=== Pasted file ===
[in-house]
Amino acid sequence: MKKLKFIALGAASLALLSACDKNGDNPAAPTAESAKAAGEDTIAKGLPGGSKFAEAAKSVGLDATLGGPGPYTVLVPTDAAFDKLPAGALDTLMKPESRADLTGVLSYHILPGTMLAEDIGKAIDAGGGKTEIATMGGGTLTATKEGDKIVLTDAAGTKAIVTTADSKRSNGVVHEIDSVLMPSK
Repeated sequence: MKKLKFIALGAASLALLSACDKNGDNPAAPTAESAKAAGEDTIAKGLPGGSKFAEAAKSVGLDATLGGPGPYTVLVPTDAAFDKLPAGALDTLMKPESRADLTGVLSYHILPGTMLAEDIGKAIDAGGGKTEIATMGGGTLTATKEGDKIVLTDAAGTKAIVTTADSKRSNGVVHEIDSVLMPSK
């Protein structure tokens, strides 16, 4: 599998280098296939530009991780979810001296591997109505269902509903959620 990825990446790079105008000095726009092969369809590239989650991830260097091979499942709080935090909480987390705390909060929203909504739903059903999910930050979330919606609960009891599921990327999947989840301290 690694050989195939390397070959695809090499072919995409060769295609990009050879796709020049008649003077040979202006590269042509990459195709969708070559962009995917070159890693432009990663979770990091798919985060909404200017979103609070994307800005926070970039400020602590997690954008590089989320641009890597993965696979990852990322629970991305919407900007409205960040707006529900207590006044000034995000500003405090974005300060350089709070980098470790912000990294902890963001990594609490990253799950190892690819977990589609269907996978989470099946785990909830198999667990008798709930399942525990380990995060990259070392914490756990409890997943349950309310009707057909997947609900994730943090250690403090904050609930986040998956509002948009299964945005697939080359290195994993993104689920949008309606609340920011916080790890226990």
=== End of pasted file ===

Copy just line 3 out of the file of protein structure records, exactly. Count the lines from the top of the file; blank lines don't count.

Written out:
Repeated sequence: MKKLKFIALGAASLALLSACDKNGDNPAAPTAESAKAAGEDTIAKGLPGGSKFAEAAKSVGLDATLGGPGPYTVLVPTDAAFDKLPAGALDTLMKPESRADLTGVLSYHILPGTMLAEDIGKAIDAGGGKTEIATMGGGTLTATKEGDKIVLTDAAGTKAIVTTADSKRSNGVVHEIDSVLMPSK